Community-Led housing in the UK
Learning from Black British and migrant histories
Claude Hendrickson and Melissa Fernández Arrigoitia
Published in Issue 4.2 // Conversations
Keywords: Collaborative housing, migration, refugees, cohousing, housing histories, construction skills, race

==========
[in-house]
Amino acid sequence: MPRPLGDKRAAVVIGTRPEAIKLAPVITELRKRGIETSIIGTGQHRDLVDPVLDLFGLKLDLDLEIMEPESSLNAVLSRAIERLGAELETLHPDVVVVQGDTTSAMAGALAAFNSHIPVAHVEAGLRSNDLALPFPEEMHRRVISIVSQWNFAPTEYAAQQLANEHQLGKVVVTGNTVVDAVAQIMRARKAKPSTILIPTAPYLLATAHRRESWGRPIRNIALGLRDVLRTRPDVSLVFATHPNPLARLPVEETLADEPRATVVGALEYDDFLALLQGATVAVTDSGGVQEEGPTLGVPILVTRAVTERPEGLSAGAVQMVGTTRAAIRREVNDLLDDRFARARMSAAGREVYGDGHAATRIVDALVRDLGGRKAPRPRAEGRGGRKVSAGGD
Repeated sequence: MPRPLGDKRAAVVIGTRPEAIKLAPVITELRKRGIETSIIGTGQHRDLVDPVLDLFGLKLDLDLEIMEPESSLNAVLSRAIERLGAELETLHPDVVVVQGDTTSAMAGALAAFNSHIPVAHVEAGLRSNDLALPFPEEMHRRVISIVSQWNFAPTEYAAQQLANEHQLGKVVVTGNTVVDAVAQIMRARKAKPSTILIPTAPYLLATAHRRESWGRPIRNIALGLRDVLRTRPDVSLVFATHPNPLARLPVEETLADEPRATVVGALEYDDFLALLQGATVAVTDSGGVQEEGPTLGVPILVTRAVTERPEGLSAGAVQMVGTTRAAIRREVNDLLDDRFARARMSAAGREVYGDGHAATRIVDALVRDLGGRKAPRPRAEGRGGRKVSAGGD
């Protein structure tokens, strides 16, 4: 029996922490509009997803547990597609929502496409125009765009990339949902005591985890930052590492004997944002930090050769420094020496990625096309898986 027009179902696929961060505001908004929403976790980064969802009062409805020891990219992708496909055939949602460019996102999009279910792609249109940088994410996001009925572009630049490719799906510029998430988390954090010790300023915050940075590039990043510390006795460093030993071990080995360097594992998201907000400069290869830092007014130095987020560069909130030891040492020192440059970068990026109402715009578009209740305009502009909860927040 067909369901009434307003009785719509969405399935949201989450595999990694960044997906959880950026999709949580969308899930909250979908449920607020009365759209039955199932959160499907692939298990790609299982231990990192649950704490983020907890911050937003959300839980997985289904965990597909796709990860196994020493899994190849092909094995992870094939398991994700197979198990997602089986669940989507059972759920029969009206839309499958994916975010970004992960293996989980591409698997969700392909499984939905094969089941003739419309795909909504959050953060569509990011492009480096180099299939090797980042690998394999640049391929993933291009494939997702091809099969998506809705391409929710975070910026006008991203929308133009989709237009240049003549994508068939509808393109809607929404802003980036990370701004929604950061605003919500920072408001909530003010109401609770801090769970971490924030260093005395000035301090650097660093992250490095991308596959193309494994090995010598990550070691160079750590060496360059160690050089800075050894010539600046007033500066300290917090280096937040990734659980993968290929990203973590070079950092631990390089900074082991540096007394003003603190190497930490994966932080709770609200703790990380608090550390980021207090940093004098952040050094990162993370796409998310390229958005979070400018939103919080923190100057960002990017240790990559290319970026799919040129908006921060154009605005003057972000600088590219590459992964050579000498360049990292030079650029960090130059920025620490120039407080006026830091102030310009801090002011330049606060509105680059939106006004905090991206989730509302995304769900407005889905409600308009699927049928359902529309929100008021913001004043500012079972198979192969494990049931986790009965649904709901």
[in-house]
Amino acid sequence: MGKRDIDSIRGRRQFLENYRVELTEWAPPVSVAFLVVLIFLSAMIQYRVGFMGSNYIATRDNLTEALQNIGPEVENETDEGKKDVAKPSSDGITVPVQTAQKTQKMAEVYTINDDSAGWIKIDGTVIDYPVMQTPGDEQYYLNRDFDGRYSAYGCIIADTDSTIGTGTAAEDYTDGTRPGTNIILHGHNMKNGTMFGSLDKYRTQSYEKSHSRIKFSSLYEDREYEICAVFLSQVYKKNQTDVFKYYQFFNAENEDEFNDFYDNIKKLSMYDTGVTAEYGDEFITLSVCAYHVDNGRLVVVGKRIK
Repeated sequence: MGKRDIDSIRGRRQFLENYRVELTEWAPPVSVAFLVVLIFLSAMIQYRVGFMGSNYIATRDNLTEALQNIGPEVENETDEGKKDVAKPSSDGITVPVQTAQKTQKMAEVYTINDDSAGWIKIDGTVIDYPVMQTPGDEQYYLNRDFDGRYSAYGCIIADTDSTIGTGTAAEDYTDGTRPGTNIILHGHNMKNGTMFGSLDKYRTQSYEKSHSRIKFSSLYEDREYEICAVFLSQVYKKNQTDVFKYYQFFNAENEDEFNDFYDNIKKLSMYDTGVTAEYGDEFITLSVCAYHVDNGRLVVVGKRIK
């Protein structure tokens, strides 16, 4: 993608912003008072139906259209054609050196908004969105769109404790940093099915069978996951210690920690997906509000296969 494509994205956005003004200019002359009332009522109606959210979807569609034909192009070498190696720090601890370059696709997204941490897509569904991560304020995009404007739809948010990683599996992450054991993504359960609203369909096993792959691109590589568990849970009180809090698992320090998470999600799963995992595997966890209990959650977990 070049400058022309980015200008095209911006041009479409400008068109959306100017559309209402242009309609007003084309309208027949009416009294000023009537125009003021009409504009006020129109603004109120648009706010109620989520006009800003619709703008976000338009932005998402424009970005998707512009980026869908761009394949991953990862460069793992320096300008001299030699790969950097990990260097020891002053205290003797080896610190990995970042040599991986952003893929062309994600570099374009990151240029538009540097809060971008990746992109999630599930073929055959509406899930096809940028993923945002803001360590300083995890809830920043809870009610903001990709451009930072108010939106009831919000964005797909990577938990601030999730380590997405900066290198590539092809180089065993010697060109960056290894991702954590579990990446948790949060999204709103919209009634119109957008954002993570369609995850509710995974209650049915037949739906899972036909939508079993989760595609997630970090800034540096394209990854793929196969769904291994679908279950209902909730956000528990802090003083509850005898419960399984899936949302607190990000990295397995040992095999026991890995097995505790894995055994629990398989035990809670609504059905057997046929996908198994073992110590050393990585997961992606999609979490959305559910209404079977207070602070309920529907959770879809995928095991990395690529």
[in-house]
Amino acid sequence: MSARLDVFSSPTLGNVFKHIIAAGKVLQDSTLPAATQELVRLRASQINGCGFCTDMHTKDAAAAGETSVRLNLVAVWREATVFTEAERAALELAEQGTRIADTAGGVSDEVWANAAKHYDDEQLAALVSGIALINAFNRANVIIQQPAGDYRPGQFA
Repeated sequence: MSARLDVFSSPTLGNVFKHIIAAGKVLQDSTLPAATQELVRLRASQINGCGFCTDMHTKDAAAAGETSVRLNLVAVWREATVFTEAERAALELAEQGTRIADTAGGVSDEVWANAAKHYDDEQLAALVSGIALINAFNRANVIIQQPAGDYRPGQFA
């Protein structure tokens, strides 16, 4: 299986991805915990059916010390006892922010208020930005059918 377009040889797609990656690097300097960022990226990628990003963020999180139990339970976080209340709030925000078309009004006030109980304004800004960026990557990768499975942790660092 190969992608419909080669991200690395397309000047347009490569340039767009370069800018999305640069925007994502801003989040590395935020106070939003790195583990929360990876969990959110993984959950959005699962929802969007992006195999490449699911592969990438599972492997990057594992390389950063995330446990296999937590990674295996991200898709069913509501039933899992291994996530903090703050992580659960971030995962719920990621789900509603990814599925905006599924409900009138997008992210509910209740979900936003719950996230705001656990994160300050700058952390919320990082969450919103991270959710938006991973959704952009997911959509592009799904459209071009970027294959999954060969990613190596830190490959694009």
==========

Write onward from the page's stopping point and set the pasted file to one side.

How might Collaborative Housing be a space that creates support and opportunities for precarious migrants, or refugees? Where examples or initiatives do exist, what kinds of challenges, barriers and -indeed- opportunities may there be for developing stronger links? This conversation is an edited summary of a video interview between Melissa Fernández Arrigoitia and Claude Hendrickson, as part of the Migration and Collaborative Housing (MICOLL) project. Speaking about his life’s work in the community-led sector in Leeds in particular, Claude shows us how there are cycles to the migrant story that are repeating themselves today in the UK, but also opening towards more hopeful spaces of opportunity. Tracing the movement from the riots of the late 1970s and early 1980s, and the first Black Housing Associations to the Community Self Build Agency and, more recently, Community Housing hubs, his experience shows how community housing work across the UK is slowly moving towards more intersectional approaches that can, in many cases, challenge mainstream views towards migrants.